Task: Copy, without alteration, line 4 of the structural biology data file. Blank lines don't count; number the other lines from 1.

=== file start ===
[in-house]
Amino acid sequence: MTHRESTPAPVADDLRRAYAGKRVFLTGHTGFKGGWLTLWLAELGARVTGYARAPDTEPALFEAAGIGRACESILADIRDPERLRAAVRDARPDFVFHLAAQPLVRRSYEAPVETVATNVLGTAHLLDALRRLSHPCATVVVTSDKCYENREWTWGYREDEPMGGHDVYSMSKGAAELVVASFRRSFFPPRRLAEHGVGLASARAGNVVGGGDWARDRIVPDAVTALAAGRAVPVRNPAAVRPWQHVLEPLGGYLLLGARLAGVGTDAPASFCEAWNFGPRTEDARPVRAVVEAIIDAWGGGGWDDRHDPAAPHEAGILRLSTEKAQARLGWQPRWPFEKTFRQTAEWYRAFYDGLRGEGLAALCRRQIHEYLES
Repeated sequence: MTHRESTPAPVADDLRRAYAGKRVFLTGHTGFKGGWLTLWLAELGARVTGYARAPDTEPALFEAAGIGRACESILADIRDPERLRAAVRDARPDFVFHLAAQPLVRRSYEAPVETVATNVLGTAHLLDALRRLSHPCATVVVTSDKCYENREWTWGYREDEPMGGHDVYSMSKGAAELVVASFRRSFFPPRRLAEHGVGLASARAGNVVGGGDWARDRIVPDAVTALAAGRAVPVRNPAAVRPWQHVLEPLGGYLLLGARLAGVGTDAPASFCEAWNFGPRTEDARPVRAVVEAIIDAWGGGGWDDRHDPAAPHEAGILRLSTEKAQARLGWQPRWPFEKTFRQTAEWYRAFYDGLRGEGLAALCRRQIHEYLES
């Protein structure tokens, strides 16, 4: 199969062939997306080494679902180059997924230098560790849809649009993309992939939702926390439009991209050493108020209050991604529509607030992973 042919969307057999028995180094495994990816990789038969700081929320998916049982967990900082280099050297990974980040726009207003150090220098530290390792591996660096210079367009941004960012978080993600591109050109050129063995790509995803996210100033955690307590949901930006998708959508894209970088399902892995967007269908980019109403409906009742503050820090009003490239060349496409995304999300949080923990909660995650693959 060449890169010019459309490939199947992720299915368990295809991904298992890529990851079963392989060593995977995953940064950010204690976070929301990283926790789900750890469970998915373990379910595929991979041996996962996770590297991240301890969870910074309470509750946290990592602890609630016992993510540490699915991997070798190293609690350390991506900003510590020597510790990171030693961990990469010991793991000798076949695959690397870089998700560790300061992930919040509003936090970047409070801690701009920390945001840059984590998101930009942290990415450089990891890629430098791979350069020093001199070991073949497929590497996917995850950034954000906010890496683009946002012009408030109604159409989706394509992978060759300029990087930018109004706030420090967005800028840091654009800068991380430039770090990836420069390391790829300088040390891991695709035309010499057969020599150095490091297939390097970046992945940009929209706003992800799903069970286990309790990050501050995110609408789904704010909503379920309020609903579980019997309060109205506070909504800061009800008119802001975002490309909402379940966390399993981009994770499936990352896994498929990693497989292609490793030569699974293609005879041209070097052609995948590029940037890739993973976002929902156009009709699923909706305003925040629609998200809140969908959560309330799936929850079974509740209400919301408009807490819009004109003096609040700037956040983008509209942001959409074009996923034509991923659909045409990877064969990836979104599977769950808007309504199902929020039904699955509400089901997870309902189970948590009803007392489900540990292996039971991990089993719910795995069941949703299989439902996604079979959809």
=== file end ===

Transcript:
């Protein structure tokens, strides 16, 4: 199969062939997306080494679902180059997924230098560790849809649009993309992939939702926390439009991209050493108020209050991604529509607030992973 042919969307057999028995180094495994990816990789038969700081929320998916049982967990900082280099050297990974980040726009207003150090220098530290390792591996660096210079367009941004960012978080993600591109050109050129063995790509995803996210100033955690307590949901930006998708959508894209970088399902892995967007269908980019109403409906009742503050820090009003490239060349496409995304999300949080923990909660995650693959 060449890169010019459309490939199947992720299915368990295809991904298992890529990851079963392989060593995977995953940064950010204690976070929301990283926790789900750890469970998915373990379910595929991979041996996962996770590297991240301890969870910074309470509750946290990592602890609630016992993510540490699915991997070798190293609690350390991506900003510590020597510790990171030693961990990469010991793991000798076949695959690397870089998700560790300061992930919040509003936090970047409070801690701009920390945001840059984590998101930009942290990415450089990891890629430098791979350069020093001199070991073949497929590497996917995850950034954000906010890496683009946002012009408030109604159409989706394509992978060759300029990087930018109004706030420090967005800028840091654009800068991380430039770090990836420069390391790829300088040390891991695709035309010499057969020599150095490091297939390097970046992945940009929209706003992800799903069970286990309790990050501050995110609408789904704010909503379920309020609903579980019997309060109205506070909504800061009800008119802001975002490309909402379940966390399993981009994770499936990352896994498929990693497989292609490793030569699974293609005879041209070097052609995948590029940037890739993973976002929902156009009709699923909706305003925040629609998200809140969908959560309330799936929850079974509740209400919301408009807490819009004109003096609040700037956040983008509209942001959409074009996923034509991923659909045409990877064969990836979104599977769950808007309504199902929020039904699955509400089901997870309902189970948590009803007392489900540990292996039971991990089993719910795995069941949703299989439902996604079979959809």